I wondered if maybe this season’s disappointment would be too much for him to launch another campaign, but instead he has signed a new contract. He says he is “encouraged” by what lies ahead.
We know what encourages older managers like Sam Allardyce and Roy Hodgson to keep taking lifeguard jobs in the Premier League. Glory, glamour, money, the scent of a high-profile challenge. Reasonable. They have paid their dues down the pyramid over time.
Beyond that, however, there’s little of any of this. Further down the food chain, football management is tough, relentless work with high expectations and often low budgets. In Scotland or England’s third and fourth tiers, every decision feels crucial.
But this is the other side of management. It’s a world away from whatever Allardyce’s bonus is in keeping Leeds afloat and the madness of a club like Watford burning through bosses the way journalists go through notebooks.
Coyle, Hughes, Clough and countless others are responsible in their own way for the incredible depth of our domestic play. Only they really know why they come back. Pride? A competitor’s instinct? Love? It is unlikely that it is about money.
What is clear is that football on this island would be considerably worse off without them.
Nigel Clough has come painfully close to promotion from League Two with Mansfield
When I saw Arsenal fold to Manchester City I wondered if we were seeing too many features of what they used to be. Fight pointless battles while losing the one that counts – on the leaderboard.
But again Mikel Arteta’s team has responded by winning games. Twice they were well beaten by their title rivals, 3-1 at the Emirates and 4-1 in Manchester. Yet Arsenal refuse to leave.
Indeed, their stubbornness has been such that if City fail to win at Everton early on Sunday, Arsenal will host Brighton later with the Premier League title race underway again.
With three games remaining – against Brighton, Forest and Wolves – Arsenal are poised for 90 points, the same number Arsene Wenger’s ‘Invincibles’ achieved when they won the title easily in 2004. There couldn’t be a greater compliment. And this is mainly why Arteta is my coach of the year.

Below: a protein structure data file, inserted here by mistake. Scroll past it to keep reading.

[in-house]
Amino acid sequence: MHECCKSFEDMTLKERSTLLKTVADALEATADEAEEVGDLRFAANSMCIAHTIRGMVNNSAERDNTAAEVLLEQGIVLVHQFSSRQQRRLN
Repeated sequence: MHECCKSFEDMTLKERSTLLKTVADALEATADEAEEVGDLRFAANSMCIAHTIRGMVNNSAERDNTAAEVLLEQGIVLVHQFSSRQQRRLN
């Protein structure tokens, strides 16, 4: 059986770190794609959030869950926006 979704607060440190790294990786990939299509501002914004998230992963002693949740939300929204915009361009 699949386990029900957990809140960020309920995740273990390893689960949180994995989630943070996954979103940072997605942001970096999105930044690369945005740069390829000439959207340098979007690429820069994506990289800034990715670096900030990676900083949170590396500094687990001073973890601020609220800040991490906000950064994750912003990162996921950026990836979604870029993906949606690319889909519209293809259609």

Mikel Arteta’s Arsenal could potentially match the Invincibles’ 2004 point tally
David Moyes says reaching the Europa Conference League final may be the pinnacle of his career, but for me nothing beats the amazing job he did in his decade at Everton.
That was Moyes at his best back then. Smart on the transfer market, tactically smart and able to build teams that were often more than the sum of their parts.
The most encouraging thing we can say about the West Ham boss now is that after some difficult years he has found his way back to doing what he does best.
Credibility restored. But what he did at Everton represented a body of work. A trip to a second-tier European final would be a decoration for a 25-year career, nothing more.
Despite David Moyes’ European run with West Ham, his work at Everton will never be surpassed
Looking at the photo of Tottenham’s Heung-Min Son being abused by a Crystal Palace fan, it’s hard to take your eyes off the kids.
To the left of the man who appears to be making a racist gesture towards the Korean is a teenage boy.
Behind him, in his father’s arms, lies another child of just five or six. It’s enough to take your kids to another sport.
The Milan derby in the Champions League was so one-sided that Inter should already be in the final.
Anyone who continues to believe that Milan defender Fikayo Tomori should play for England is invited to submit their reasoning on a postcard. A small.
England’s Fikayo Tomori had a night to forget as AC Milan were stunned by rivals Inter